Why The Healthcare Industry Wants Patients To Heal At Home

by | Jan 28, 2020

The healthcare industry has a shocking message for patients: Please go home.

This relatively new trend in medicine is both data and dollar driven. It’s for the benefit of the patients’ health, as well as everyone’s pocketbooks.

This is because it’s vastly more expensive to provide care within the four walls of a hospital, in comparison to in-home treatment, and being in a crowded facility exposes patients to many illnesses they don’t yet have.

With advances in technology in terms of digital record access, remote video communication between patients and their doctors as well as improvements in mobile medical equipment, getting in-home care is not only convenient, it’s becoming state-of-the-art in its delivery.

Patients get treated with both medical assistance and dignity when they are receiving in-home care. They have flexibility and control of their own schedules, while receiving the powerful benefits of privacy, quiet and comfort their own home affords.

From the hospital system’s perspective, compensation directives have changed to the point where they are financially discouraged from keeping people too long in their facilities.

There is no per diem reimbursement for hospitals, which means they have already earned 95% of their potential patient revenues in the first days of treatment.

They are much better clearing the bed for a new patient, so they can make their next 95% earnings. With hospitals already suffering from over-crowding, they are largely incentivized to “turn the beds” just as a restaurant would want to turn its tables.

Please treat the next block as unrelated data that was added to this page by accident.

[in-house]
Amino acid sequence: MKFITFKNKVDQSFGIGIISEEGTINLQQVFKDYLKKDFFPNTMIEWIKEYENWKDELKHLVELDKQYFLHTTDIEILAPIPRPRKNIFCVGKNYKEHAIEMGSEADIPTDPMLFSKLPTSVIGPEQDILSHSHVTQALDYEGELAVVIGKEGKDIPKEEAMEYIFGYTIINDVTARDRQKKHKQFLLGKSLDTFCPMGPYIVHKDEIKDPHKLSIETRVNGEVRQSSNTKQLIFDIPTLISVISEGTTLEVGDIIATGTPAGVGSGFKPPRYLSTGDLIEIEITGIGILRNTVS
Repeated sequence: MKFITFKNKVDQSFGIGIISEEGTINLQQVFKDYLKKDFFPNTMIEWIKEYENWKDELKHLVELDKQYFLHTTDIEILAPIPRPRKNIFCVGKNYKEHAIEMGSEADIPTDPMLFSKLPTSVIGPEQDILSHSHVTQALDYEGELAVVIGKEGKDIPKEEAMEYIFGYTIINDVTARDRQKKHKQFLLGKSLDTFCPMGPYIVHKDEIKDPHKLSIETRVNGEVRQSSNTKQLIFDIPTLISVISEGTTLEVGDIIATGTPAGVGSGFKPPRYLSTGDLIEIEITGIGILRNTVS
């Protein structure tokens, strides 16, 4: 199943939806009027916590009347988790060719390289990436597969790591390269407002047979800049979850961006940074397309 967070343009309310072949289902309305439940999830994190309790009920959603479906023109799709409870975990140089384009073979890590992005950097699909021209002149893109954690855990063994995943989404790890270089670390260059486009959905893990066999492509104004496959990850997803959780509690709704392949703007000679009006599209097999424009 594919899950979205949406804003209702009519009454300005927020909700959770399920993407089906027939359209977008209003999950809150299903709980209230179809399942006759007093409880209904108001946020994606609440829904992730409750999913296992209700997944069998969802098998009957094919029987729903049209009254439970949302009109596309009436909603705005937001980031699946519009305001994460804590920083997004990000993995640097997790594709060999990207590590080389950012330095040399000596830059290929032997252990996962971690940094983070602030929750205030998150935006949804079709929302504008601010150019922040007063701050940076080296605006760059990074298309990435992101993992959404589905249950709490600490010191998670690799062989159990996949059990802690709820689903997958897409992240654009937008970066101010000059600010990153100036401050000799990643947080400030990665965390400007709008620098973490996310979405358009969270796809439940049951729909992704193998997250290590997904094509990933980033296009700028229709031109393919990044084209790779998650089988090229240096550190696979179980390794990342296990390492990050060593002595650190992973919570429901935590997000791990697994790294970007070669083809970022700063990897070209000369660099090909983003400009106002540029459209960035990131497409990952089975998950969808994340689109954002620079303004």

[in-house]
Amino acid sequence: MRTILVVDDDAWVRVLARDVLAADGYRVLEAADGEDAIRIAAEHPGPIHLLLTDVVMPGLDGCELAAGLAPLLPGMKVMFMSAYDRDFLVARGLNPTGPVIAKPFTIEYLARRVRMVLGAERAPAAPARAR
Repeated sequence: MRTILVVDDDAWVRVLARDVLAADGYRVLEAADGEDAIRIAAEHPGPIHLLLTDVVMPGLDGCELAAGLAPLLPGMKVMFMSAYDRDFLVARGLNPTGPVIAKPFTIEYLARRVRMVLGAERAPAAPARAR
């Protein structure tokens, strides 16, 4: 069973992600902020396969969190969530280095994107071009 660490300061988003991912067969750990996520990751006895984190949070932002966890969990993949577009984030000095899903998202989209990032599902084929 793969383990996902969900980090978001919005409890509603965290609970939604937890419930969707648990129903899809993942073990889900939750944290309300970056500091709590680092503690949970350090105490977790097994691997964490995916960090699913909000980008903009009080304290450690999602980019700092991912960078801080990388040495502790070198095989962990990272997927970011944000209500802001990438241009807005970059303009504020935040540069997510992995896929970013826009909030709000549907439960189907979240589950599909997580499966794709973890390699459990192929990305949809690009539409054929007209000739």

This hasn’t always been this way. In the past, 90% of hospital revenue would come from inpatient services. The remaining ten percent would come from outpatient treatment.

Now it’s much closer to 50% for each. With outpatient services, they are still making revenues from patients, without taking up precious in-hospital real estate.

This trend in healthcare is having an architectural impact. New for-profit hospitals are being designed and built with this shifting dynamic in mind.

More and more hospital facilities are being engineered without large emergency rooms and some with none at all. Instead, they are taking a minimalist approach with just a few intensive care beds to accompany surgery and diagnostic areas.

For those patients who can’t return home, hospitals are still going to seek out a more homelike setting to send them to, whether it’s assisted living or independent living centers.

With good monitoring and communication, and structured in a community setting, there is less likelihood the patient will need to come back to the hospital.

These shifts to in-home care are not only being applauded by the insurance industry and government agencies, it’s be driven by them.

With annual healthcare expenditures of six trillion dollars a year in the United States, which comprises one fifth of the nation’s economy, the industry finds itself in the mood for change.

This is not only because costs are skyrocketing, but health outcomes of the population are declining at a similarly obverse rate.

Sadly, and simply put: The more we spend, the worse healthcare results have become.

This is why in-home care is seen as a silver bullet for healthcare this decade. It just makes so much sense from all perspectives.

Patients much prefer in-home care and this preference provides for better healing. And, the healthcare industry benefits by providing improved results at a much higher level of profitability.

Are you in the healthcare industry? If so, how much of your business planning takes into consideration this market-driven expansion of in-home care?

If it’s not incorporated in a significant way, it might mean your plan is ripe for an update.

Stephen is a healthcare executive leader with over 35 years of progressive experience, including 25 years in CEO and CFO roles within large community hospital and senior care health systems.

Through his consultancy, Neff Healthcare, he serves entrepreneurs, investors and leaders facing mission-critical strategic and operational challenges in the healthcare industry. He would enjoy strengthening your vision and goals by providing his proven expertise of the health care market, strategic planning and execution proficiency, team building skills, communications, and philanthropy.

You can reach Stephen at